Reply to  Peggy

Awesome – look forward to reading the final work.

Hyle Bathurst
11 months ago

Hey Peggy!
Oh my goodness, my poor heart! You tugged my heartstrings hard with this story!
I will say that I felt like the beginning was slow moving. Getting Nancy ready to walk with Charlie and ‘Mommy’ could be shortened to focus on the accident and the cancer. Which, if I hadn’t read SM’s comment up above, I would have assumed the woman had amnesia rather than cancer. When Nancy said Melanie, I thought she was referring to her mother’s real name; which when children are really young, don’t realize their parents have actual names. lol
This was very good and like I said, crushed me emotionally. That poor little girl!
Thanks for sharing!
Hyle

Seyi
11 months ago

Hello Peggy and I really enjoyed the fluid way you built the story. I always enjoy alliteration and “flip flops flapping” made me smile. I also liked the idea of Charlie howling in tune with the ambulance. Little to add considering the input you’ve already received except that I also did not “get” the melanoma allusion. I agree the softball reference is plenty strong enough to carry your message and explains the amnesia as post-op side effect. Great writing and well built story. Regards Seyi

Assunta Cicalese
11 months ago

Great story, Peggy! It was very effective to hear it from Nancy’s perspective and to see how scary and heartbreaking it was for a child to experience!

Delrae Goodburn Lurie
10 months ago

I enjoyed this gem. The restricted word count helps keep us on track, but also removes nice bits that would add so much depth to the characters. I loved the start of the original story, it gave me more insight into the narrator. The discovery of the tumor was an interesting twist and the ending was devasting and well-done. I’m all for realistic – untidy – endings. Goodluck!

Paul J P Slater
10 months ago

Hi Peggy,

I take it, the skating accident was unintentional resulting in mum going to the hospital which leads to the surgery to remove a tumour resulting in a memory loss with the mother not recognising her daughter.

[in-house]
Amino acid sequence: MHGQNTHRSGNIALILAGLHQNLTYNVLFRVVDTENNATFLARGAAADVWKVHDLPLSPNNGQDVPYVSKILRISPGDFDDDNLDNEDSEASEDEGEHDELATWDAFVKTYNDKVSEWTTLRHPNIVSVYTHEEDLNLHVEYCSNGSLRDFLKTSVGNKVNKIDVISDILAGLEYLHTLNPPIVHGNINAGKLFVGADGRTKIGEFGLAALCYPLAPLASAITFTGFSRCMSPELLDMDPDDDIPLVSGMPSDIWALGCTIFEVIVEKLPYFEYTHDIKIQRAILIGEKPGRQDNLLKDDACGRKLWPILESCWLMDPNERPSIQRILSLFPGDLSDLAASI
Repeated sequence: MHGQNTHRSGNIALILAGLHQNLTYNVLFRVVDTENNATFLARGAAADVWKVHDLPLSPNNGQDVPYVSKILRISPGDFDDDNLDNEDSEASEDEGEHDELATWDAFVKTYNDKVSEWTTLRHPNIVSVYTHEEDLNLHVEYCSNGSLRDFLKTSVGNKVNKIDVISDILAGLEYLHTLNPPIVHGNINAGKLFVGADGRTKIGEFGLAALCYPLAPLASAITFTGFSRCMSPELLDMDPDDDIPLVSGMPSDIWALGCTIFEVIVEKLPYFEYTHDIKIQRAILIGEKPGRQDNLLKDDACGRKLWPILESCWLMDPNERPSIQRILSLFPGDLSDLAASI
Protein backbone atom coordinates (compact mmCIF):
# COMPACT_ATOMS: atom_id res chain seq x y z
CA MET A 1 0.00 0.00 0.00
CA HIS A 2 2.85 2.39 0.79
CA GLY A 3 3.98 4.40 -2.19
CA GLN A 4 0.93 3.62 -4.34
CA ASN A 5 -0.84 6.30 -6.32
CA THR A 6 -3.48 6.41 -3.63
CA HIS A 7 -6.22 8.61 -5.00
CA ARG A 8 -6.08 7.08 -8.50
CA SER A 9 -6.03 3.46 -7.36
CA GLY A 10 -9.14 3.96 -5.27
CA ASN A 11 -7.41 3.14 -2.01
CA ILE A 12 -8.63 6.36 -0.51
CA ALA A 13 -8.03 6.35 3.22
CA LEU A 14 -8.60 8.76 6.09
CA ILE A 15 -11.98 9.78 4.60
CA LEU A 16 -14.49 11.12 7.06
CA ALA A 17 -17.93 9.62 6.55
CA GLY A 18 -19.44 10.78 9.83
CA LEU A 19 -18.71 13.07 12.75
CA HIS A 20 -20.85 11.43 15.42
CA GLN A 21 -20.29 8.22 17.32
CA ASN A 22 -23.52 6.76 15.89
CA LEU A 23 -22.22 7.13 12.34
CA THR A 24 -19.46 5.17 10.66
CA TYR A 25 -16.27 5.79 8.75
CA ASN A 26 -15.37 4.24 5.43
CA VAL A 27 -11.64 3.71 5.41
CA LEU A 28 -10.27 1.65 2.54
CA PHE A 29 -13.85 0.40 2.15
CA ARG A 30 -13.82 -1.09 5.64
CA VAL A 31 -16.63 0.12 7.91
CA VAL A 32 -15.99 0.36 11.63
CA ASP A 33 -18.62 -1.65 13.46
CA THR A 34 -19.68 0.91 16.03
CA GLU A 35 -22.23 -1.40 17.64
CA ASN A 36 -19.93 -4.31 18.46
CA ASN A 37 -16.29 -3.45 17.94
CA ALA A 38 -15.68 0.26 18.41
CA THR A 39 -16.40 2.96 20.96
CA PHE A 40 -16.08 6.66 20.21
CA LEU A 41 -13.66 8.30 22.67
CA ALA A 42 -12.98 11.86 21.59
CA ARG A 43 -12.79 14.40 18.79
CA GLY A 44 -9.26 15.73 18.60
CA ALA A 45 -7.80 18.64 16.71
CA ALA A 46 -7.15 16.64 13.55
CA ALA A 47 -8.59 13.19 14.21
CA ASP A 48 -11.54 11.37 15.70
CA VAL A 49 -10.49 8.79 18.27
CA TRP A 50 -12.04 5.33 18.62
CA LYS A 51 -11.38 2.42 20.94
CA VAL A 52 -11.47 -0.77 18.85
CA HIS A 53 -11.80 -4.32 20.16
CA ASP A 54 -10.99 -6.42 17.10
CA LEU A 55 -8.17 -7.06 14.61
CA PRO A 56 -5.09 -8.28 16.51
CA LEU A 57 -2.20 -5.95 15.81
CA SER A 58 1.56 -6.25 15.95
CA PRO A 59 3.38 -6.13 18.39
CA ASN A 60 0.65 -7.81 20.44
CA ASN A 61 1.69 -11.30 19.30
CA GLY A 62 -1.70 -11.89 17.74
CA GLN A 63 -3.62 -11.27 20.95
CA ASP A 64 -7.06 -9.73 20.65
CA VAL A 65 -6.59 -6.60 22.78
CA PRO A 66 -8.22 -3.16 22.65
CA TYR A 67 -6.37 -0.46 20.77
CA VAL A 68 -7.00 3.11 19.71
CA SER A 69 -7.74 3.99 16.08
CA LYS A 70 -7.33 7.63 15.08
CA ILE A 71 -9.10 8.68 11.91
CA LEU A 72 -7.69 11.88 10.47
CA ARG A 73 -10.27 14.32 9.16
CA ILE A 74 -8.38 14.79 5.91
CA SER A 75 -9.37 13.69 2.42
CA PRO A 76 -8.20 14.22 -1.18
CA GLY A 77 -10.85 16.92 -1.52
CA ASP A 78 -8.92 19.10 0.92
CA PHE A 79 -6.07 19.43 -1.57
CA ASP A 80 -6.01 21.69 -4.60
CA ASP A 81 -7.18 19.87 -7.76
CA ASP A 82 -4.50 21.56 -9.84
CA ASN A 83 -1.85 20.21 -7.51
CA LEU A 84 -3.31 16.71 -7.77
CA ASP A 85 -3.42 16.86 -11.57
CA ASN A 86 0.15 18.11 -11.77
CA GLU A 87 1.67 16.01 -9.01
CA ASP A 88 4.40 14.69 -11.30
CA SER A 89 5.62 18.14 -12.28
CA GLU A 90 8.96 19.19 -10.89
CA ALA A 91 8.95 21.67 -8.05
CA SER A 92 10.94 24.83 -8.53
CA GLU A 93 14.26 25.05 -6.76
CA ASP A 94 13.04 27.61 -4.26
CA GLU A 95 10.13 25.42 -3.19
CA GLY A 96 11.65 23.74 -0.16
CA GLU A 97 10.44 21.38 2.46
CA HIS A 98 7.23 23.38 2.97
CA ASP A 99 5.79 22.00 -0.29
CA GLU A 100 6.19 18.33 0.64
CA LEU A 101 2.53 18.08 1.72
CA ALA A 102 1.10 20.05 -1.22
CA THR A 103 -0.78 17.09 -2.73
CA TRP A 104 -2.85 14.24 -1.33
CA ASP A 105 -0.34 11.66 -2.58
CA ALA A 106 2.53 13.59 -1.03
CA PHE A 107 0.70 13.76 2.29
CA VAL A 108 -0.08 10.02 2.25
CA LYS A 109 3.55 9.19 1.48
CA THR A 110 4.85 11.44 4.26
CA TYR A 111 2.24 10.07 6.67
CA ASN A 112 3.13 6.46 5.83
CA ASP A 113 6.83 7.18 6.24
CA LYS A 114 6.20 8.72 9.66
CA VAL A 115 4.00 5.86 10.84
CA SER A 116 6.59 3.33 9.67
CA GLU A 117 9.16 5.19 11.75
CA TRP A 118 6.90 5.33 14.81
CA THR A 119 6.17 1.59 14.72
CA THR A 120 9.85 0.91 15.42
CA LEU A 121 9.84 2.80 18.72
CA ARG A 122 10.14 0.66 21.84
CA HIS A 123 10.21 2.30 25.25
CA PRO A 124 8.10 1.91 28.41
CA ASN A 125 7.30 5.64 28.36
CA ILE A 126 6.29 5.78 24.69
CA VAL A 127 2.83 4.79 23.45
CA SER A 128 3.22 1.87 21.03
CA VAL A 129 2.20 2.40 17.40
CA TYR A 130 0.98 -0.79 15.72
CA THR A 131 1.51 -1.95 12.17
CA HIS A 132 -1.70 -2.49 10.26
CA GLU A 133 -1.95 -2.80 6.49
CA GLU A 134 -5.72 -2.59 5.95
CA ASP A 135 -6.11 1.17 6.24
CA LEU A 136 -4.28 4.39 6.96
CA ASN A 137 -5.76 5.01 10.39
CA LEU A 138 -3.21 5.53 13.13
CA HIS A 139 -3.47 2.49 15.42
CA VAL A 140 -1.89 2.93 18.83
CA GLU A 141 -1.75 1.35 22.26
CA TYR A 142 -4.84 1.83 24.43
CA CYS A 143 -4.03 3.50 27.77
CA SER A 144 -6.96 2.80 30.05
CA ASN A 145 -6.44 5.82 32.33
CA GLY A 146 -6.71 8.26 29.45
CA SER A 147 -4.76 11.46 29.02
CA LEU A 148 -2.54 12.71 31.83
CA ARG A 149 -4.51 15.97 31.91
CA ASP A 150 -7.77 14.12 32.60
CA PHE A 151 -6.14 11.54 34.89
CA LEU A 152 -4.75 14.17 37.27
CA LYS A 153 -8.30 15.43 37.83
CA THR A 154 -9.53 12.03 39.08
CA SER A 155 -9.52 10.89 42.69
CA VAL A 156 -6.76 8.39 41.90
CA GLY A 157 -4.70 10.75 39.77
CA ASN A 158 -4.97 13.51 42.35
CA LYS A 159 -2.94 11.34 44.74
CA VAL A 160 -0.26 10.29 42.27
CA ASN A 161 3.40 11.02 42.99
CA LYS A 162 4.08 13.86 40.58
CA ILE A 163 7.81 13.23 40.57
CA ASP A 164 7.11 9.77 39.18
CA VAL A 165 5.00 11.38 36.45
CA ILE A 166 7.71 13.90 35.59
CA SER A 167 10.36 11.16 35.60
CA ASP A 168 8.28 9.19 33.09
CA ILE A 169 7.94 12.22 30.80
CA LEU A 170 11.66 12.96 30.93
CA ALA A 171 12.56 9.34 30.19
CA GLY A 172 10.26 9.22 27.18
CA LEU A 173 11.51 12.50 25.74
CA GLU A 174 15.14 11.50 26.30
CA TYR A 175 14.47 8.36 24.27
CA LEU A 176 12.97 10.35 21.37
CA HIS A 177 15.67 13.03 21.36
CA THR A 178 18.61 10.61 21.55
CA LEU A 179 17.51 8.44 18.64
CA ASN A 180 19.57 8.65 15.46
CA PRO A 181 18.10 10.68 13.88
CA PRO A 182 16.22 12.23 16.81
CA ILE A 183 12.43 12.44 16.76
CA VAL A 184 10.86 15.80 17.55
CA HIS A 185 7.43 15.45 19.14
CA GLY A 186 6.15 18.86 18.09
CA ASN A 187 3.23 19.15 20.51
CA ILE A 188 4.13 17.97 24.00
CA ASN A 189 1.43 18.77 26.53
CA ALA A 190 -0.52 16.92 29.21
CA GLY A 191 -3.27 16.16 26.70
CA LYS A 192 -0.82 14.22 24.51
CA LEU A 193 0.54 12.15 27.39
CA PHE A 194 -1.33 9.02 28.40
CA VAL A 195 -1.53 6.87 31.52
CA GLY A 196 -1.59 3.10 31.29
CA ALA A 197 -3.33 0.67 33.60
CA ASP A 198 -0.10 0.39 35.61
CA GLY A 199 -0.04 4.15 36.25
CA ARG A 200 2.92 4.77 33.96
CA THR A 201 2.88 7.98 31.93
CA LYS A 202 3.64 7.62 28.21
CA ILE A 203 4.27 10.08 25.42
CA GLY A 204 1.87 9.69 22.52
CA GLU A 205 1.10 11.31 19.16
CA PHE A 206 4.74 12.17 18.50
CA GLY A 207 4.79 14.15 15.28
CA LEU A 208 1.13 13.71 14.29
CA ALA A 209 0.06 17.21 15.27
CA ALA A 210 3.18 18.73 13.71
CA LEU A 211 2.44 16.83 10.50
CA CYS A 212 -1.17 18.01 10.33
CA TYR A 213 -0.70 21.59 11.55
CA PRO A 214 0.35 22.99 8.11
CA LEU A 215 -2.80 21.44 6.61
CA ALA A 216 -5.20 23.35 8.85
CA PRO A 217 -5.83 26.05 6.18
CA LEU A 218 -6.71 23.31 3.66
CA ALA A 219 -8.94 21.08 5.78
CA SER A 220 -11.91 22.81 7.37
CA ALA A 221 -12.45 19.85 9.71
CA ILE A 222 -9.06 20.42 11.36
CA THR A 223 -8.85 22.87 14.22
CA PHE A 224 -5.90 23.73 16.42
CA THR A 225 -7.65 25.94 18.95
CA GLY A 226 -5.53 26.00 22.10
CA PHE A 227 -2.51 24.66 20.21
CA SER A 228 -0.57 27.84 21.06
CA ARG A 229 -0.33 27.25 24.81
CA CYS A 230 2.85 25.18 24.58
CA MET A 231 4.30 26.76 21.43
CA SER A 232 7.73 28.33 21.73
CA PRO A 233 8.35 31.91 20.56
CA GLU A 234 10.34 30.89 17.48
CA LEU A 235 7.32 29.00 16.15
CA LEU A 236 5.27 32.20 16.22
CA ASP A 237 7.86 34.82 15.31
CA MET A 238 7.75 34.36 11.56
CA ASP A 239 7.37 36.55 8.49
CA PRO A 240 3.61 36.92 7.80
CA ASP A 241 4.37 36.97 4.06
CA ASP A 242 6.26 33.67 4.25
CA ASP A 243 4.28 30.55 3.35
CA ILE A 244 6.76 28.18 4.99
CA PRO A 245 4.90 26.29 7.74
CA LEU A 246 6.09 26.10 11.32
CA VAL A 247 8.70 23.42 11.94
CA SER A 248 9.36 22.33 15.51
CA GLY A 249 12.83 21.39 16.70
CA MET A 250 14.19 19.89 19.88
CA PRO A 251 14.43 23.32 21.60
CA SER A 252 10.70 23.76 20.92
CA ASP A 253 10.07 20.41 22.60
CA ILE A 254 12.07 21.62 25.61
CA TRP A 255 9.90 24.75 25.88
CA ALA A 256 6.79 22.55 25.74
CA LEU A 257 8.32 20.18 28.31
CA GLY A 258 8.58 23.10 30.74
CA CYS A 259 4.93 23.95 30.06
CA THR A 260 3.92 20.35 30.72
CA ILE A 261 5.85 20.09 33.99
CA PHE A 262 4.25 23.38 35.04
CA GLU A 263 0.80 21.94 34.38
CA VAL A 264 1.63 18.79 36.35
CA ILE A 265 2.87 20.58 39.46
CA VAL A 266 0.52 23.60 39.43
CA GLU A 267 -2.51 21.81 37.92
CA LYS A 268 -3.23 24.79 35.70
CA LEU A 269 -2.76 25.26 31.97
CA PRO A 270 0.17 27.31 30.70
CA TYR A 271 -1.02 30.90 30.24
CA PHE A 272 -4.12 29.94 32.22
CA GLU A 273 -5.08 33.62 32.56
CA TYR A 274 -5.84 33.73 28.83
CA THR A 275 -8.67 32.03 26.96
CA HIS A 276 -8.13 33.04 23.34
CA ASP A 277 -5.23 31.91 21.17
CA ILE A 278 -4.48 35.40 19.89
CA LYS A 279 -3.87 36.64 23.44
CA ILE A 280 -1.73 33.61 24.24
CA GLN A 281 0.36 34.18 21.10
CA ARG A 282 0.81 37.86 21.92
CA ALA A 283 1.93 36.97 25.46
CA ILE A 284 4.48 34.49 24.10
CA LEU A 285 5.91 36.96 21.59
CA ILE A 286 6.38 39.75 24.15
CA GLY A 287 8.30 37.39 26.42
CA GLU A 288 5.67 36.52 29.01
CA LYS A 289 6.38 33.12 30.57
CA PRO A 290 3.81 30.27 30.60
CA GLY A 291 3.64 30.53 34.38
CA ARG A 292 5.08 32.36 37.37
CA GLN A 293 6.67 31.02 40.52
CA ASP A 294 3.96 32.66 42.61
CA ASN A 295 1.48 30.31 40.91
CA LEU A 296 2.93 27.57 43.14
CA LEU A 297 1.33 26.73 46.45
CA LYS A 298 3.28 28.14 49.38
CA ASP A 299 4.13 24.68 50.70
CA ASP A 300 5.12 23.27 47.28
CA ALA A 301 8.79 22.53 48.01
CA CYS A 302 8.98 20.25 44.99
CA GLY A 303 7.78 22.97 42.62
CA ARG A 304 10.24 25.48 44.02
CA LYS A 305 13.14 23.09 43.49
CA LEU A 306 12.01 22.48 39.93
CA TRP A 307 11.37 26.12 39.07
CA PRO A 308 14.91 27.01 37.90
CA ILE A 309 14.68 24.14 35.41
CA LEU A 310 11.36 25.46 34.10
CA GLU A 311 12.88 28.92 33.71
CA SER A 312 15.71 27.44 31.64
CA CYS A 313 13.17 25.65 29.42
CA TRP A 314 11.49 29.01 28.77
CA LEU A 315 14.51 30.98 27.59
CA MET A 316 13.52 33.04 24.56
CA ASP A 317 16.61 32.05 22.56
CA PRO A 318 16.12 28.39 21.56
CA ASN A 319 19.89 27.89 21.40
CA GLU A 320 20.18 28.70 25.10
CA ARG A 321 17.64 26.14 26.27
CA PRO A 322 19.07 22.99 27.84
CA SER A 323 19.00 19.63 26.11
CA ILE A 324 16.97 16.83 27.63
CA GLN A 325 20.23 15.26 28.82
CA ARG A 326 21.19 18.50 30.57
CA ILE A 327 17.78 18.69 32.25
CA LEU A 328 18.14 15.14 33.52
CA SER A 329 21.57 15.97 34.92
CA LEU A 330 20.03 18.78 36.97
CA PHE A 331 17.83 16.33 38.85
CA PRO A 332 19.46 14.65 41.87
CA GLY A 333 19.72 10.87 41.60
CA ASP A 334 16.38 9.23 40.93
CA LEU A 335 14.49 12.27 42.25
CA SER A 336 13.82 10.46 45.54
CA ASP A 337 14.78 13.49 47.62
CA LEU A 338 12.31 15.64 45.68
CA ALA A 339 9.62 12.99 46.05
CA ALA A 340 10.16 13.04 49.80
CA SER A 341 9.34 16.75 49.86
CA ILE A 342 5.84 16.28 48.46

You paint an emerging picture as the story unfolds suggesting there are consequences for every action; some good and some not so good.
Ultimately what is better a mum who may not have long to go or a mum who does not remember you?

I thoroughly enjoyed your story.

Good luck,
Paul

Georgiana Nelsen
10 months ago

Peggy,
How sad! I wasn’t confused at all…so you apparently fixed whatever glitches you had. I especially liked the scene in the chapel. Great story…good luck!
Georgiana

Assunta Cicalese
10 months ago

I love how you told your story in snapshots through a five-year-old’s eyes. You did a beautiful job showing us her point of view and the heartbreak she and her Daddy experience when Mommy is in the hospital. Great job!

Martin
10 months ago

Hi Peggy

This is such an interesting way to write. I really appreciated the way you did it especially capturing the young emotions that sought to explain what took place – as so often happens – taking the blame for the damage caused. An excellent shift in point of view using perspective is such a powerful way.

The lives we all lead are so different.

Martin